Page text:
Compromise and buying a home go hand-in-hand. Finding a house that ticks all your boxes, including location and size, can seem impossible. One way to boost your borrowing power – and tick some more of those boxes– is to consider a shared equity loan.

HomeStart’s Shared Equity Option allows you to share the cost of your home with an equity partner, meaning your deposit doesn’t need to be as big and, in some cases, the ongoing costs are reduced.
It can also mean that a house with a much-needed third bedroom or a property so much closer to work isn’t so far out of reach. In fact, University of Adelaide research last year found that suburbs where shared equity options existed had an eight per cent higher rate of home ownership.

How do they work?
A shared equity loan helps you borrow a greater amount of money in return for sharing part of the capital growth (the increase in value over time) in the property. HomeStart recently launched the Shared Equity Option, which allows eligible customers to borrow up to 33 per cent more, without increasing repayments, when purchasing an established property. It can provide access to additional funds once you’ve reached your borrowing limit on a HomeStart loan, without changing your monthly repayment.

What are the benefits of a shared equity loan?
It gives you a greater choice of homes in a wider range of suburbs. By getting more of the features you want in a home, you’re less likely to need to upgrade to a bigger property in a few years, saving you thousands in upfront costs. It could also help reduce the need for renovations because you haven’t had to compromise on a house that doesn’t suit your current – or near-future - needs. If you’re a single parent, this loan option could allow you to stay in the family home for longer by giving you a viable refinancing option.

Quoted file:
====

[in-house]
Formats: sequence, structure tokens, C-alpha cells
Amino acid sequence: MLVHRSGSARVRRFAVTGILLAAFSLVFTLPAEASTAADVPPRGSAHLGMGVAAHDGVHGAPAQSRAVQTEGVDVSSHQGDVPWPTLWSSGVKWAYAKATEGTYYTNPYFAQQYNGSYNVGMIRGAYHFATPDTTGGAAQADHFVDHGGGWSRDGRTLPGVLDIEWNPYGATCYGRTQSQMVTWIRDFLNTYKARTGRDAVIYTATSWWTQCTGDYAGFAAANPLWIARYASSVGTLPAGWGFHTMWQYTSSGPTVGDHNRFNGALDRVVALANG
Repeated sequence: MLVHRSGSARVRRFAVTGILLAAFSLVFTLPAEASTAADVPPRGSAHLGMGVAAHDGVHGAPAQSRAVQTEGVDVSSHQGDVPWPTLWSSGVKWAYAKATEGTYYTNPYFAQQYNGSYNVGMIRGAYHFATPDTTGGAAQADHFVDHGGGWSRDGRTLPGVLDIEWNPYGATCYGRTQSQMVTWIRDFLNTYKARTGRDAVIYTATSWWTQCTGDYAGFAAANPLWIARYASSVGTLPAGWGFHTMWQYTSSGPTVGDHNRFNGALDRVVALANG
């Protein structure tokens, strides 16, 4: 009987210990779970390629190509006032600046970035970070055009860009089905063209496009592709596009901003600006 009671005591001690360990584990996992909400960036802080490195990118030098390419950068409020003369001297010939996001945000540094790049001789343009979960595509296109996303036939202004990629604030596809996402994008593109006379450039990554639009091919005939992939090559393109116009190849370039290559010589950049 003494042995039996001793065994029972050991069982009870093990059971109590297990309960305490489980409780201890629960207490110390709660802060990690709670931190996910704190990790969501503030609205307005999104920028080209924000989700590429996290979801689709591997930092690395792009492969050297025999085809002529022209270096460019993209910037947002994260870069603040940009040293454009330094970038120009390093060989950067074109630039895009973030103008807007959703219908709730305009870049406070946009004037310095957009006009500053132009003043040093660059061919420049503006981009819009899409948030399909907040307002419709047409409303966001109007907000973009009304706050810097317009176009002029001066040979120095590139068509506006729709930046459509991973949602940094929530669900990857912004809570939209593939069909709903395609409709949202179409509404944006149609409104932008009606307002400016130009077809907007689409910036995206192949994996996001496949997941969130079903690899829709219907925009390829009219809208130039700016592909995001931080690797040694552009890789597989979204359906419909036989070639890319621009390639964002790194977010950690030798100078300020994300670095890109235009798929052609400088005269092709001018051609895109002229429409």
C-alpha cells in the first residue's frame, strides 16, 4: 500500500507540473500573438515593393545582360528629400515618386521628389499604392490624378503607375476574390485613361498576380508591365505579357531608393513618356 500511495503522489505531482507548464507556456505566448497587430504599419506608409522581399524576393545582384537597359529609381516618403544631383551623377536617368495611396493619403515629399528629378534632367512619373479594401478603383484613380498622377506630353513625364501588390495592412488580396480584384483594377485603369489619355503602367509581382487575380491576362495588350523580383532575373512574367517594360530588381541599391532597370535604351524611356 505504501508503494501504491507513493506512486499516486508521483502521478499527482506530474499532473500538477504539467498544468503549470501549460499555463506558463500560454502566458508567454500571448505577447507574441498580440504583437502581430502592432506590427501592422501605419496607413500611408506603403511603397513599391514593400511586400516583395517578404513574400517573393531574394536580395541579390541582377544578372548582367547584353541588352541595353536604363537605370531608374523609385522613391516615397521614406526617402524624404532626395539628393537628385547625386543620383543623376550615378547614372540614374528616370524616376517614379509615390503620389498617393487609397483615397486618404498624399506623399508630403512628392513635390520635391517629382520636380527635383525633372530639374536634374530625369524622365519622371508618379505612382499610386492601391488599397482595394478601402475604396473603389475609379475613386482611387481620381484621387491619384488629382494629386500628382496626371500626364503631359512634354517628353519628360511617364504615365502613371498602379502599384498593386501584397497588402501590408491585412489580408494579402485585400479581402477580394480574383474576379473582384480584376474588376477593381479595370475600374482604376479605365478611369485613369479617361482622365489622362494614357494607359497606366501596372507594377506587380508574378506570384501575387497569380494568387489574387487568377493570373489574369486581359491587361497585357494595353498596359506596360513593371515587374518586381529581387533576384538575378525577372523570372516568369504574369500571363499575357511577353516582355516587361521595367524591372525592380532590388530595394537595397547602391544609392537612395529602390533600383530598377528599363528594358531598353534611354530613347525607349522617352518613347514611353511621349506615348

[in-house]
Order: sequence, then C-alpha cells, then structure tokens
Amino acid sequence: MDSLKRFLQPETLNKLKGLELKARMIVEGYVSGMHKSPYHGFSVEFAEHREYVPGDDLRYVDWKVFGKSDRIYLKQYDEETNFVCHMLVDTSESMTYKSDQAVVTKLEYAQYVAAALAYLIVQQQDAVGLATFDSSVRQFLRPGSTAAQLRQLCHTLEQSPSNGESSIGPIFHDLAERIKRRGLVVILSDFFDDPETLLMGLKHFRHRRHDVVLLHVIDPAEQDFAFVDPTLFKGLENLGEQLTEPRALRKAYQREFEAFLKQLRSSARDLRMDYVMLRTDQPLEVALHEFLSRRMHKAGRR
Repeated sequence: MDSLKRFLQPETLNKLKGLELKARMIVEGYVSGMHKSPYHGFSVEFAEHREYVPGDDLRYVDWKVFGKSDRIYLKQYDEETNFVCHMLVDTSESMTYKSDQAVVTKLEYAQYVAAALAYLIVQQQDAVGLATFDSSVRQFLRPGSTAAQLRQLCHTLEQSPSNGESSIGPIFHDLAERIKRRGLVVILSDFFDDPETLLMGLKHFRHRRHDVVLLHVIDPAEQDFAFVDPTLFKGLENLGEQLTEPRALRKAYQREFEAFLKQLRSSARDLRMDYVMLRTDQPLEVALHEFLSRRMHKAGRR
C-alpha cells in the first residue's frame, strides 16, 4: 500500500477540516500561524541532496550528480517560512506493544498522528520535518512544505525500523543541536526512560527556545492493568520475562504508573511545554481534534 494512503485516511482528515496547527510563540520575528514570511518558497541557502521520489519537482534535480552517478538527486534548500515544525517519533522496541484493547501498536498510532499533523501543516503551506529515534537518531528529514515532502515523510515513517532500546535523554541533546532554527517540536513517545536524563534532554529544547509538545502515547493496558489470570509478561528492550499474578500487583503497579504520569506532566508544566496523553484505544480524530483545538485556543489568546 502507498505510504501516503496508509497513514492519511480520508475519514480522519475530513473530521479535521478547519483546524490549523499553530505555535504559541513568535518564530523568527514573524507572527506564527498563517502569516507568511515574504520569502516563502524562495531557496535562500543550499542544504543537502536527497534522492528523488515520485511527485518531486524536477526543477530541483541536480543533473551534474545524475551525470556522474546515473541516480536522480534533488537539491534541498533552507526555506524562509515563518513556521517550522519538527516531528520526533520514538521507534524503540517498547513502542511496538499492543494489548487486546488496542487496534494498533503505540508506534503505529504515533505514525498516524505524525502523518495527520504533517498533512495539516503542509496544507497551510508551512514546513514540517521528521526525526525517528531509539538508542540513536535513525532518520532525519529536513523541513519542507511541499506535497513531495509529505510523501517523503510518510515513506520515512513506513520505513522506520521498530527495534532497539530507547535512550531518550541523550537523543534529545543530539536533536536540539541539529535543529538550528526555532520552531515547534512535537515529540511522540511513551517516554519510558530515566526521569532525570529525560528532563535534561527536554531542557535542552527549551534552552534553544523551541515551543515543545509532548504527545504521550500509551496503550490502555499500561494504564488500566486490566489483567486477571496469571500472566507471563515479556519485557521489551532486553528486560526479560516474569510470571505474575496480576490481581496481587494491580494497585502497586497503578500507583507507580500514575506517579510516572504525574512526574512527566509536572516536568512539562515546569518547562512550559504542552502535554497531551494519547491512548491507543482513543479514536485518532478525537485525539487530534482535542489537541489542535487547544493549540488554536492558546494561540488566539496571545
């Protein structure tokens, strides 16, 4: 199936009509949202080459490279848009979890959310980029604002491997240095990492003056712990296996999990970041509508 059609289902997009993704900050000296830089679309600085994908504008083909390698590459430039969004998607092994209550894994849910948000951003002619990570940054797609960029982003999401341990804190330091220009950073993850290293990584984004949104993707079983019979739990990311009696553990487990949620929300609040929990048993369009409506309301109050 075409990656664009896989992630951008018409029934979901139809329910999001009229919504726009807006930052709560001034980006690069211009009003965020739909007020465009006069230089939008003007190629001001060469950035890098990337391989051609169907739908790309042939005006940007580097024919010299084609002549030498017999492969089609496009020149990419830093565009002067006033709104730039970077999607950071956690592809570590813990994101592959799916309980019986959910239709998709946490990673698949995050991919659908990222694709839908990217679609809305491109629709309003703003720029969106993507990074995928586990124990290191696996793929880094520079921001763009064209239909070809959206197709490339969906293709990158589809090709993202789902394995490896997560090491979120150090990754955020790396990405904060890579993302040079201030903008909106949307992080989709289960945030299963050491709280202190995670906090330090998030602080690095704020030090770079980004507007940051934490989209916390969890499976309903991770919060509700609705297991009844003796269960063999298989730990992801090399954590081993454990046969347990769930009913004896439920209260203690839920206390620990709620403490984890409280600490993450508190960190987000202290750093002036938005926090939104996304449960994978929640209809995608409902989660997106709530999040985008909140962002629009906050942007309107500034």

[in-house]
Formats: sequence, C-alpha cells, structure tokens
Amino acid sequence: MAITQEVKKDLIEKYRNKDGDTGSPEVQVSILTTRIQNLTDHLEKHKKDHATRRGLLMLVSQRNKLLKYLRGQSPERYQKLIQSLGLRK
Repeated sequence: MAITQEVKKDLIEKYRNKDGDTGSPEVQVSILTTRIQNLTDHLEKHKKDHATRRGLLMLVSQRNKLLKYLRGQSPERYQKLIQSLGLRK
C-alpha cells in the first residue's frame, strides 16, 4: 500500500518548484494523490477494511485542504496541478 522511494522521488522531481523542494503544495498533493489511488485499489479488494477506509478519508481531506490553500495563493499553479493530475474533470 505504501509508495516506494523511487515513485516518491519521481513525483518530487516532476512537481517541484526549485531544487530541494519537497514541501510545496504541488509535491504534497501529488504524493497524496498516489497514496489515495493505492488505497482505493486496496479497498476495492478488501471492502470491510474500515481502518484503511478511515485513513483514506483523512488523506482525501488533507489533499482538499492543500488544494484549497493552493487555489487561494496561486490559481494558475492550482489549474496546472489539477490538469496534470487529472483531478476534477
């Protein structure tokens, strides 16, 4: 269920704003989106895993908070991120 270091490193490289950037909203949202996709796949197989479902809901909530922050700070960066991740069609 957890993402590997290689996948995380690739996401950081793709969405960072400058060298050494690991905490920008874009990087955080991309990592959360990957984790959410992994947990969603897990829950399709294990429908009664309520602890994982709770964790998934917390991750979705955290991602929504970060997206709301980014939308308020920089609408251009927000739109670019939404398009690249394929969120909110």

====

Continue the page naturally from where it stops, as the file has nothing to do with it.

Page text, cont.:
What should I be mindful of?
The main feature to be aware of, compared to a standard home loan, is that you have to share any increase in the value of the house with your lender. This includes any value you add through renovations or improvements. While the capital gains is shared, the ultimate responsibility for the up-keep and maintenance of the property is with you as the owner.

But, remember that there are options available to pay out the equity component. You might also be wondering what happens if there are sharp rises or falls in the property’s value. In terms of sharing the property’s appreciation in value, this is usually based on the ratio between the shared equity loan and the purchase price, so that there is a very clear understanding between the borrower and the lender from the outset.

What if my circumstances change?
The shared equity option allows you to share in the loss or gain when selling and share in the gain (not loss) when you are refinancing. Down the track, as your financial position improves, you have the option to ‘buy back’ some or the entire shared equity loan. This will lets you keep more of the equity gains when the property is eventually sold. You can also retain the Shared Equity Option for as long as you like. So long as you comply with your loan obligations, it does not need to be paid out until you either sell the property or refinance.

Takeaway message
Sharing a portion of your property with an equity partner can help get you into the house or suburb you want without compromising the key house-hunting criteria. Contact HomeStart to find out more. Terms conditions and eligibility criteria apply.